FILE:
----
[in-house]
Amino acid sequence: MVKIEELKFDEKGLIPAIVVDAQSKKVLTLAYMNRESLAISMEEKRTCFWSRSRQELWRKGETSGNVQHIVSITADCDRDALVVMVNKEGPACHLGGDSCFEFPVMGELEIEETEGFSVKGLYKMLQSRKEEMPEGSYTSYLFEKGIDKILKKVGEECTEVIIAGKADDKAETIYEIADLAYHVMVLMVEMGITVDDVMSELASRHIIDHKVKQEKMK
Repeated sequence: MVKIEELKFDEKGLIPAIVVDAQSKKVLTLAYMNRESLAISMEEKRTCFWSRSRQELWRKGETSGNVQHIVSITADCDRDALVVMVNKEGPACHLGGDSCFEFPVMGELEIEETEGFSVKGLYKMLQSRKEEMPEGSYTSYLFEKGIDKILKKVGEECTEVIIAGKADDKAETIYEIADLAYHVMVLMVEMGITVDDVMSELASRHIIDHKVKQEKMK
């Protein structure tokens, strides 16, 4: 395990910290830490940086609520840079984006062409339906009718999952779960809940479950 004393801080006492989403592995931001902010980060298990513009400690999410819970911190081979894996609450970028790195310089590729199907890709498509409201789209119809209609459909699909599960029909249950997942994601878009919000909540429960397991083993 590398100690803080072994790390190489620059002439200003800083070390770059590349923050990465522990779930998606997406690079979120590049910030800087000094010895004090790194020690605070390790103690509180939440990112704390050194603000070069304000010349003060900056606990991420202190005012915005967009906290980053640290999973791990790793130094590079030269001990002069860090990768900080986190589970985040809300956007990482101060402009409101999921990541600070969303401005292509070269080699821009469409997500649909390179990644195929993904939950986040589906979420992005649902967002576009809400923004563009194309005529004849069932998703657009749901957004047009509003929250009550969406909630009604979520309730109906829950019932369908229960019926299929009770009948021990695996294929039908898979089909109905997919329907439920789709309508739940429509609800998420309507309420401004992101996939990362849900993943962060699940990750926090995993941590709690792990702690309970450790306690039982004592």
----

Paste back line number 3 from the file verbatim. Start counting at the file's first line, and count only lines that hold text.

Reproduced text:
Repeated sequence: MVKIEELKFDEKGLIPAIVVDAQSKKVLTLAYMNRESLAISMEEKRTCFWSRSRQELWRKGETSGNVQHIVSITADCDRDALVVMVNKEGPACHLGGDSCFEFPVMGELEIEETEGFSVKGLYKMLQSRKEEMPEGSYTSYLFEKGIDKILKKVGEECTEVIIAGKADDKAETIYEIADLAYHVMVLMVEMGITVDDVMSELASRHIIDHKVKQEKMK